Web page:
Morning Edition
Morning Edition
Wednesday, January 28, 2009

Minnesota Public Radio Stories

  • The view from The Skyline HouseSaving energy and money in a harsh climate
    A return visit to a highly energy-efficient home, the Skyline House, shows how much energy and cash can be saved with smart planning.6:55 a.m.
  • Pawlenty delivers budgetLegislature to begin dissecting Pawlenty's budget proposal
    Governor Pawlenty will take his budget proposal on the road today, speaking before two local chambers of commerce. Meanwhile, committees in the House and Senate will start examining the details of Pawlenty's proposal to erase the state's projected $4.8 billion deficit. The plan makes significant cuts to state programs, but it could be worse.7:20 a.m.
  • MnSCU's offices in St. PaulHigher education sees big cut in Pawlenty plan
    Governor Tim Pawlenty's proposal to fix the state's $4.8 billion dollar deficit includes a big cut for higher education. Under the governor's plan, the state's colleges and universities would receive 10 percent less in state funding in the next two years.7:25 a.m.
  • Target headquartersTarget cuts 1,000 positions at Minn. headquarters
    Minneapolis-based Target is eliminating some 1,500 positions, mostly at its corporate headquarters. The retailing giant says falling sales are forcing it to make this rare round of layoffs.7:45 a.m.
  • TimberwolvesMinnesota Timberwolves on surprising run
    The hottest team in the NBA, the Minnesota Timberwolves, host the Detroit Pistons Wednesday night at the Target Center. The Timberwolves have the best record in basketball during the month of January and have won 10 of their last 12 games. It's quite a turnaround for a team that started the season by winning just four of its first 27 games.8:25 a.m.

National Public Radio Stories

  • GOP Not Swayed By Obama's Visit On Stimulus
    President Barack Obama has called for bipartisanship in order to solve the serious problems the country faces. Obama went to the Capitol to pitch his economic stimulus proposal to House and Senate Republicans Tuesday. The president also wanted to hear their ideas. Obama got to see first hand just how difficult winning GOP votes will be.
  • In Paradise, A Prayer For More Snowmobilers
    In winter, snowmobiling is like a religion in Michigan's Upper Peninsula. Devotees flock to the area, where restaurants advertise "Snowmobilers Welcome," and gas stations serve more snowmobiles than cars. But residents in the town of Paradise say the sinking economy is keeping many tourists home this year.
  • Missing Somali Teens May Be Terrorist Recruits
    Officials believe that missing young Somali men from Minneapolis may have been recruited by Somali Islamist groups to fight in the country's civil war. The Somali community is stunned by those who have gone missing, many of whom have close family ties.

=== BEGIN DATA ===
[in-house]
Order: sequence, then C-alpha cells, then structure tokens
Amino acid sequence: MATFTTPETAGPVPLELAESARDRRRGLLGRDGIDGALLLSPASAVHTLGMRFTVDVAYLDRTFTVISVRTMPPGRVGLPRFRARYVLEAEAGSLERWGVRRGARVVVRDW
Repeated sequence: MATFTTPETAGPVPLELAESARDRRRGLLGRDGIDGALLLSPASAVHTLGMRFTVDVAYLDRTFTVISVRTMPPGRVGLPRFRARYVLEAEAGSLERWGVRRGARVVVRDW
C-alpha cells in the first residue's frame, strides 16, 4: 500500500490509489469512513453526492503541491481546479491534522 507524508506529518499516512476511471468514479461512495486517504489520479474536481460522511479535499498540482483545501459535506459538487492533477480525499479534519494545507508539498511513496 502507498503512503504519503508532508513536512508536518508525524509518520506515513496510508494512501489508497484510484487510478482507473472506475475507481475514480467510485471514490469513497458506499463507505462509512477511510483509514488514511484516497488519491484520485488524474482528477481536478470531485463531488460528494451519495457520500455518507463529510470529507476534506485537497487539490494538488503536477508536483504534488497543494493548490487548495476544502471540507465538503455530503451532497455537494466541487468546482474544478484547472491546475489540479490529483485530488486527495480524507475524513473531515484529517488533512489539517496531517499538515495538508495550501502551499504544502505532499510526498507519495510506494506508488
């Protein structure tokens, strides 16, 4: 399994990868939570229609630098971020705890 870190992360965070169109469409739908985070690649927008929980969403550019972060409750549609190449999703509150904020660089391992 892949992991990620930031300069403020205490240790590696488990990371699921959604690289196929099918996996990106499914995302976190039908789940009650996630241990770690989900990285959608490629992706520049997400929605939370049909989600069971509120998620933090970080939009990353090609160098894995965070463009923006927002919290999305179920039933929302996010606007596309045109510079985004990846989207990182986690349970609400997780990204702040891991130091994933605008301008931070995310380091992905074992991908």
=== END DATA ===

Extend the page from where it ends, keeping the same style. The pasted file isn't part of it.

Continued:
• Investor: Renewable Energy Needs Federal Funding
    President Obama's Clean Energy initiative is meant to encourage the private sector to pump billions of dollars into green energy — even as such investment has shriveled because of the global financial slowdown. One venture capitalist says many projects will be abandoned without federal help.
  • Parties Vie For Power In Iraq's Shiite South
    In the run-up to Saturday's provincial elections in Iraq, the largely Shiite south has become the main battleground for two of the country's strongest political parties. They are allies in the national government, but their rivalry in the south could threaten that alliance.
  • Pope's Stance On Bishops Draws Critics
    Pope Benedict XVI's decision to rehabilitate four excommunicated bishops — including a Holocaust denier — has caused dismay among Jewish leaders. But many Catholics fear it may point to a repudiation of the modernizing reforms of the Second Vatican Council.
  • San Francisco Sues State Insurance Regulators
    San Francisco has filed a lawsuit against California state insurance regulators. The suit claims the state allows insurance companies to discriminate against women by charging them more for health insurance. This applies to individual insurance, not group policies. The lawsuit says California women pay up to 39 percent more for their policies, compared to men. The Los Angeles Times says only 10 states outlaw this common industry practice, called "gender rating." The industry defends the higher insurance prices for women. It says statistics show that women tend to be more accident-prone and more likely to get sick than men and that younger women, in particular, make more visits to the doctor.
  • State Farm Abandons Florida's Homeowners Market
    State Farm has notified officials in Florida that it plans to stop selling property insurance there. The move may leave 1.2 million State Farm customers in the hurricane-prone state looking for an insurance company.
  • Home Loan Program Benefits Rural Families
    Though the country is in the midst of a financial crisis, it's still possible to buy a house with no money down. Relatively small but growing numbers of Americans are turning to an obscure home loan program backed by the U.S. Department of Agriculture.
  • Restaurant Staff Works 1 Day Without Pay
    Like many restaurants, Mr. B's Pancake House in Muskegon, Mich., is struggling with fewer customers. Some of the workers suggested everyone work a day for free. So on Jan. 18, the day shift worked without pay. They saved the restaurant $700 in wages. The deed did not go unrewarded: Patrons found out what was going on and left $800 in tips.

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